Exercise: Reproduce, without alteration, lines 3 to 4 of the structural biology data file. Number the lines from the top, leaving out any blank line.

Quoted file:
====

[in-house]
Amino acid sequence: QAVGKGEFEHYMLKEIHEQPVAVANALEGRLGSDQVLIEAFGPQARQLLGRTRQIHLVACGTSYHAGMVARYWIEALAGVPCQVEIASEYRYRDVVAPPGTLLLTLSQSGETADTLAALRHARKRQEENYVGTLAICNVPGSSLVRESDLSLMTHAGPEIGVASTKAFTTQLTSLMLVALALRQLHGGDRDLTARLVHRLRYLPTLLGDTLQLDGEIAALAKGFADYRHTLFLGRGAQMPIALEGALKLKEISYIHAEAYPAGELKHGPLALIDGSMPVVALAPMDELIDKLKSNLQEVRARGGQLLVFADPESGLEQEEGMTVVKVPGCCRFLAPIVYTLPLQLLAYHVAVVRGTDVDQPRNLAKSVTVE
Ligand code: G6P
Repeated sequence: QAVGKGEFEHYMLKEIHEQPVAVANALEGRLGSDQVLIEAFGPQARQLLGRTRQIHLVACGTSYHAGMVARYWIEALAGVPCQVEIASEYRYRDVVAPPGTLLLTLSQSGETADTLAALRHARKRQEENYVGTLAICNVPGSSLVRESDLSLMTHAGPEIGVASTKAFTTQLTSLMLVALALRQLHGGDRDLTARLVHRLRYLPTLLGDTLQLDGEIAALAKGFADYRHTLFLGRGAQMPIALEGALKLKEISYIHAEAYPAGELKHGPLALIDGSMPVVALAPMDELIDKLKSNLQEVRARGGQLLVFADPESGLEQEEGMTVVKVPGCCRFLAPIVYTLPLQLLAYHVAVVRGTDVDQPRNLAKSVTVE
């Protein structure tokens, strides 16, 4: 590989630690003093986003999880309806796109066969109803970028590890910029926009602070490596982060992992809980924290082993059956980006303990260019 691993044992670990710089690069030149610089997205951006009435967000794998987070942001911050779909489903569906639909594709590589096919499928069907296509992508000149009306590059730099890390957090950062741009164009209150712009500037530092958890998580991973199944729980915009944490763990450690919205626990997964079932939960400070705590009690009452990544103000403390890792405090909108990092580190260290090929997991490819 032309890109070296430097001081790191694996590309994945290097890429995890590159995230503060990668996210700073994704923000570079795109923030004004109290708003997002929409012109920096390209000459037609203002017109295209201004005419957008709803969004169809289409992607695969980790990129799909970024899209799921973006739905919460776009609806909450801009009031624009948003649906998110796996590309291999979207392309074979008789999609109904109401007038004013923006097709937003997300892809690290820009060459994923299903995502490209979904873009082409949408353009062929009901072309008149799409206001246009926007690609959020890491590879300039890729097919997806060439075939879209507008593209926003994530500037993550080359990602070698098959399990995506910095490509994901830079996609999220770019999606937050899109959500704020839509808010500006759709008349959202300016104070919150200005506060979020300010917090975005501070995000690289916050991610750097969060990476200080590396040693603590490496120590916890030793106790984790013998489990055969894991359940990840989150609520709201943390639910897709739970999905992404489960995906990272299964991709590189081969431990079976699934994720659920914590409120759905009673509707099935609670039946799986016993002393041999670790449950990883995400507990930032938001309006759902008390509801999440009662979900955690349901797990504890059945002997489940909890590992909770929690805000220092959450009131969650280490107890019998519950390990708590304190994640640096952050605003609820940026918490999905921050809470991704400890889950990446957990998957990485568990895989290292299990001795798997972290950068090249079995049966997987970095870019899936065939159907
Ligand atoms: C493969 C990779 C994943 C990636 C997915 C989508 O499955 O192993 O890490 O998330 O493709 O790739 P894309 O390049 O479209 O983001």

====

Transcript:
Ligand code: G6P
Repeated sequence: QAVGKGEFEHYMLKEIHEQPVAVANALEGRLGSDQVLIEAFGPQARQLLGRTRQIHLVACGTSYHAGMVARYWIEALAGVPCQVEIASEYRYRDVVAPPGTLLLTLSQSGETADTLAALRHARKRQEENYVGTLAICNVPGSSLVRESDLSLMTHAGPEIGVASTKAFTTQLTSLMLVALALRQLHGGDRDLTARLVHRLRYLPTLLGDTLQLDGEIAALAKGFADYRHTLFLGRGAQMPIALEGALKLKEISYIHAEAYPAGELKHGPLALIDGSMPVVALAPMDELIDKLKSNLQEVRARGGQLLVFADPESGLEQEEGMTVVKVPGCCRFLAPIVYTLPLQLLAYHVAVVRGTDVDQPRNLAKSVTVE